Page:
Oh, so you don’t want a referendum now? What do you want, I wonder? Some sort of revolution, perhaps, with quangocrats and union leaders swinging from the lamp-posts. Well, even if it weren’t so unlovely and extremist a desire, it is simply not going to happen. If people like you get their way we’ll just have Labour government and a loud chorus of incompetents a la Godfrey Bloom continually discrediting the right with their flatulent cat-calling. Perhaps you’ll find yourself among them?

      • the viceroy’s gin

        …well if that’s your fear, you best not split the UKIP vote, lad.

      • Wessex Man

        Did the midwife drop you on your head at birth?

  • Denis_Cooper

    Electoral Calculus have now done the regular monthly update of their four opinion poll charts back to May 2010, here:

    http://www.electoralcalculus.co.uk/polls.html

    The upward trend for UKIP support has not broken as some might have been hoping; interestingly both Labour and the Tories are down about 1% while UKIP is up about 2%, and the LibDems are also up about 1%.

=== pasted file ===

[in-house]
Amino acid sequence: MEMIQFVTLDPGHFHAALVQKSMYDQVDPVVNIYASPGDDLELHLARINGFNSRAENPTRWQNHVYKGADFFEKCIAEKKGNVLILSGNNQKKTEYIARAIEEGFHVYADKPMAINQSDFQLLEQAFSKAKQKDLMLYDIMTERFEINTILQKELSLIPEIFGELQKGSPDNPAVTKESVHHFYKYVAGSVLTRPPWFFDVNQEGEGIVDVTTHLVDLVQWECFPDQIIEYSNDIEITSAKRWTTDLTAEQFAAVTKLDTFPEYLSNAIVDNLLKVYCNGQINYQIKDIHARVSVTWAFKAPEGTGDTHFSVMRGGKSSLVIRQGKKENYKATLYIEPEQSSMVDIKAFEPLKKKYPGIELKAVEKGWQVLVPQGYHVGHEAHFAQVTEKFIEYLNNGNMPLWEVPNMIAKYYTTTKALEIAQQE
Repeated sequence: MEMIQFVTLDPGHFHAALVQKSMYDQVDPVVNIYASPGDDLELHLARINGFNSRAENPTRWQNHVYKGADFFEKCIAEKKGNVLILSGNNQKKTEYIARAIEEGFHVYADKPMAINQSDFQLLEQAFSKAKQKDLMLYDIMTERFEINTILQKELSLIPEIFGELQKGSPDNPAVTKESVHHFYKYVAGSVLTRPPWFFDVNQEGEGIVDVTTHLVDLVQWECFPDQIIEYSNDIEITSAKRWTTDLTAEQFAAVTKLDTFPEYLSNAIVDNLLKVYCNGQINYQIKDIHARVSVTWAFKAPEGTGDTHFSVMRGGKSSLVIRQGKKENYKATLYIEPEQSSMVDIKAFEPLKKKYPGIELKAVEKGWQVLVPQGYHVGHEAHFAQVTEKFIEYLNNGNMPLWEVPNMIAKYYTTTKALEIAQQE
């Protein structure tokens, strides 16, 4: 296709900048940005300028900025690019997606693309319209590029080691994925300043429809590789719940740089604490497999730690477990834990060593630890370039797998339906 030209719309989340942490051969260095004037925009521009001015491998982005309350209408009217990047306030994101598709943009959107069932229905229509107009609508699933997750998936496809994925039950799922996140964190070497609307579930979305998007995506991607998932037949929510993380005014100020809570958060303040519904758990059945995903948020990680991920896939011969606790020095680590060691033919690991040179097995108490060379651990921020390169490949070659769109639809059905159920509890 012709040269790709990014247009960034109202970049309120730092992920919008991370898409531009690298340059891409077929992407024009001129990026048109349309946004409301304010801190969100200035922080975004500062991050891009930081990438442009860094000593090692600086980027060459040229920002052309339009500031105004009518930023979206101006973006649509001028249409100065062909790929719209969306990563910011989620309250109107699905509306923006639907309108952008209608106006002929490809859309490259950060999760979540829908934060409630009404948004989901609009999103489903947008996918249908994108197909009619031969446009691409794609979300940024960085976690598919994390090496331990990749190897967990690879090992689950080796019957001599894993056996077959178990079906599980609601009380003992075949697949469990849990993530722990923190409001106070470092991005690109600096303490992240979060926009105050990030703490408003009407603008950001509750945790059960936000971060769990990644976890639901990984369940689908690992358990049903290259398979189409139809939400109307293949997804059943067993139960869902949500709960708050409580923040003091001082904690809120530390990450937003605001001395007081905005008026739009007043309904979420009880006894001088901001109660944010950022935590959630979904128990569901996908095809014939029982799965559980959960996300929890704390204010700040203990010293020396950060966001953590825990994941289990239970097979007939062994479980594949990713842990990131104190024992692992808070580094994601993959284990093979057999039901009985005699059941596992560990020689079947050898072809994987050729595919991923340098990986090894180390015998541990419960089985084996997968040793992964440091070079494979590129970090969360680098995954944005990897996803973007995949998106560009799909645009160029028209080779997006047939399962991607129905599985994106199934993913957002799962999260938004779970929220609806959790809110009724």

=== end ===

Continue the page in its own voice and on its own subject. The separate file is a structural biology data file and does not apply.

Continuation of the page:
I also note from Lord Ashcroft’s poll for the Claction by-election that UKIP is now almost as attractive to those who say they voted Labour in 2010 as those who say they voted Tory.
    However findings such as those have to be seen in the context of some people saying that they voted UKIP last time, when there was actually no UKIP candidate for them to vote for in Clacton.

    • chouenlai

      Of course there is an upward trend to UKIP, 16,18 % whatever it is, excellent from where you were,but it wont give 1 (one) MP. You will have Clacton man, its looking unlikely you will get any further Tory defections. Farage might win a seat, so, there you have it. Under our system, right or wrong, to achieve 20 MP’s ( which would be handy for a Tory coalition) you need 30 odd %.

      • Denis_Cooper

        The point about an unbroken upward trend in the support for UKIP is that it will continue to rise until the trend breaks. With nine months to the general election that could take UKIP support into the region where it starts to win seats other than Clacton.

        • chouenlai

          OK rise to what? Enough for 5 seats, 7 seats, it will not be that big in my view.

          • Denis_Cooper